Simon Balto, Graduate Student, Department of History, UW-Madison, examines the relationships between race and the police responses as black people migrated to urban centers in the mid-twentieth century. Balto focuses on perceptions of danger and safety, how urban spaces were constructed in racial ways and how the criminal justice system has responded.
Erika Janik, Historian and Author, discusses the role WHA Radio’s Homemaker’s Program played in encouraging rural Wisconsin women to adopt new technologies which allowed them to improve the quality of their lives and those of their families. The Homemaker’s Program aired for more than 40 years.
Bill Wood, Aviation Historian, relays the story of Wisconsin World War II Medal of Honor recipient Richard Bong and his wife, Marge. Bong flew P-38 fighter planes in the Pacific and became America’s all-time Ace of Aces with 40 confirmed victories. Dick met Marge while on leave and the two became national media sensations. This lecture was recorded at the EAA AirVenture Museum.
Art Schmitz, U.S. Army Veteran, World War II, shares his aerial experiences during World War II. This lecture was recorded at the EAA AirVenture Museum.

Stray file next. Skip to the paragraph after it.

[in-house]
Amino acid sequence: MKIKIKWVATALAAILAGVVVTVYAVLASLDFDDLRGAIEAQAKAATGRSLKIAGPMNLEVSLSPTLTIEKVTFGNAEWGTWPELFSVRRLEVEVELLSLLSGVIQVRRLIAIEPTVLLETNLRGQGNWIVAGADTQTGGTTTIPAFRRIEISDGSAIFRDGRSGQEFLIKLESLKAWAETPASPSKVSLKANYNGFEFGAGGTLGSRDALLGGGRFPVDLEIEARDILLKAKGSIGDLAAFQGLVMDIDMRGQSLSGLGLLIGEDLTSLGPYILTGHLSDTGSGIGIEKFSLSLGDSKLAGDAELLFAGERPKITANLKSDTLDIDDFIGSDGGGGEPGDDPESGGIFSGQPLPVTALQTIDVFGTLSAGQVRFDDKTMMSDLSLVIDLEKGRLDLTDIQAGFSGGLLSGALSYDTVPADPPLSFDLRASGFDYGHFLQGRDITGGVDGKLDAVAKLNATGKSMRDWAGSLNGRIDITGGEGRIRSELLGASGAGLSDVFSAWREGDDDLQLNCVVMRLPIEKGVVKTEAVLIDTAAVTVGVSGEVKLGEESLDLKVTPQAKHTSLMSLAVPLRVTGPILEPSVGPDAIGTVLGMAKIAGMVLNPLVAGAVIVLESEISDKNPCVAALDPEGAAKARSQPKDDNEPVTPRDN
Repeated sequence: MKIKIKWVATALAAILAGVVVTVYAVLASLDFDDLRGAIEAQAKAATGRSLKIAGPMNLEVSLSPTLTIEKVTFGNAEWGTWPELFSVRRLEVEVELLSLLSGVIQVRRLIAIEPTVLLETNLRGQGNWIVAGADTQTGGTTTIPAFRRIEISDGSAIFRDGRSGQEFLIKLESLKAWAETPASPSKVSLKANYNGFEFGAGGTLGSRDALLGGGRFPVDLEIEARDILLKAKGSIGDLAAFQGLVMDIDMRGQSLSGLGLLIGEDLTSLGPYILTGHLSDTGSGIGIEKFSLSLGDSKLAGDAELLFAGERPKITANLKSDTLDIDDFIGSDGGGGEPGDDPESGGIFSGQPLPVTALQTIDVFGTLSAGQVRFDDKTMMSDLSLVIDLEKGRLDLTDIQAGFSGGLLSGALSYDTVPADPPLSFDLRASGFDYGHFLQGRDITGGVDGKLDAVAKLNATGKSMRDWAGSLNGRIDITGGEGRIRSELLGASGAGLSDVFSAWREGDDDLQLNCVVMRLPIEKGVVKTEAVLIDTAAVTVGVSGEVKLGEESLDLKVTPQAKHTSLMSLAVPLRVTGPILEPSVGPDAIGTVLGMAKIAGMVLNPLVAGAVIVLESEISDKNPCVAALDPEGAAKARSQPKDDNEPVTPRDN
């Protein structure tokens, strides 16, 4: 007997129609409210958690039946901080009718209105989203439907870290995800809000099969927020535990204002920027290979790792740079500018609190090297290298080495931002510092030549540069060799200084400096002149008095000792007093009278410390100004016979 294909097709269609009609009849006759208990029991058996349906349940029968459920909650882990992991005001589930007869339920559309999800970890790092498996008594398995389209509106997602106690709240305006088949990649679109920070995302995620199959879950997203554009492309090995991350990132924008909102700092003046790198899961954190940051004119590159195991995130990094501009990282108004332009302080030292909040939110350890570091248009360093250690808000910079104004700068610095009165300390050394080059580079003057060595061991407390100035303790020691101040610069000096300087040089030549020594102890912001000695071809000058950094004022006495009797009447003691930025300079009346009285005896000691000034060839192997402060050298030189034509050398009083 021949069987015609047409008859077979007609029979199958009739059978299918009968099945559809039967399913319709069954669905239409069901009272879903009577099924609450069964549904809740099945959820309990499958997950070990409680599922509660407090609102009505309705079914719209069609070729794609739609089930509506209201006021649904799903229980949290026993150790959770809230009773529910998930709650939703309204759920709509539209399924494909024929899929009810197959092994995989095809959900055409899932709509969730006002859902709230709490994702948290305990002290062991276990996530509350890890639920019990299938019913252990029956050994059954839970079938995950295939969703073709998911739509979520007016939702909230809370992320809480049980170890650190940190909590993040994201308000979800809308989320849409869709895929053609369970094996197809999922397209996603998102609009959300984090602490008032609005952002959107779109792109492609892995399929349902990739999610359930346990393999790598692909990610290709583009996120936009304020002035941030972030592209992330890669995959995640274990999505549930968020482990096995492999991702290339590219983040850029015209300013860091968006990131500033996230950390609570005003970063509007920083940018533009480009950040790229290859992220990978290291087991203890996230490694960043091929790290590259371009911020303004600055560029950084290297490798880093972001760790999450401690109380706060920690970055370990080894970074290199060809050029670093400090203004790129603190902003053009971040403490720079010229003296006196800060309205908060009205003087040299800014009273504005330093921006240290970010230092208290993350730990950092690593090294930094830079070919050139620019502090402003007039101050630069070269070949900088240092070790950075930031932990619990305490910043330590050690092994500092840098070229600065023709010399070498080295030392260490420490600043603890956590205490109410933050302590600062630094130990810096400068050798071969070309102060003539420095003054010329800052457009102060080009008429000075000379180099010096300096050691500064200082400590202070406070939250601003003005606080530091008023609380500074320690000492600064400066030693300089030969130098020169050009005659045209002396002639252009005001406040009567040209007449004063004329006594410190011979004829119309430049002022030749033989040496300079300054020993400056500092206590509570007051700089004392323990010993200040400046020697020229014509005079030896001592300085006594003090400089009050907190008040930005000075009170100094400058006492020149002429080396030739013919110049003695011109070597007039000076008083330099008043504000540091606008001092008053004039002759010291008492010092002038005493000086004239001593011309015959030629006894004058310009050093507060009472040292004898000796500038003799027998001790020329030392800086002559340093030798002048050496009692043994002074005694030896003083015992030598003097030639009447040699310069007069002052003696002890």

Edward Gimbel, Assistant Professor, Political Science, UW-Whitewater, delves into the dilemma that President Abraham Lincoln faced between preserving the Union and the emancipation of slaves.
David Jarrard, Professor, Department of Urology, UW School of Medicine and Public Health, addresses clinical questions about prostate cancer including why it is more frequent in an aging population, which cancers are dangerous and how to identify them. Jarrard discusses whether prostate cancer can be prevented.
Chris Henry, Staff Member, Experimental Aircaft Association, presents personal stories and never before seen photos of what it was like to be a crew member aboard the B17 Flying Fortress during World War II. This lecture was recorded at the EAA AirVenture Museum.
Carol Symes, Professor, Department of History, University of Illinois Urbana-Champaign, explores the use of medieval monuments and cathedrals as a motivation to rally the French people to fight in World War One.
Jenell Johnson, Assistant Professor, Department of Communication Arts, UW-Madison, focuses on the campaign led by psychiatrist Peter Breggin to stop the use of psychosurgery as a means of curbing violent behavior. The controversy cummulated in congressional hearings, legislation and the formation of a federal commission.
Patrick Jung, Associate Professor, General Studies, Milwaukee School of Engineering, delves into the myths claiming that Jean Nicolet was seeking an inland passage to China by way of the Great Lakes. Based on a misunderstanding of the original sources, Jung presents a fascinating reinterpretation of Nicolet’s journey.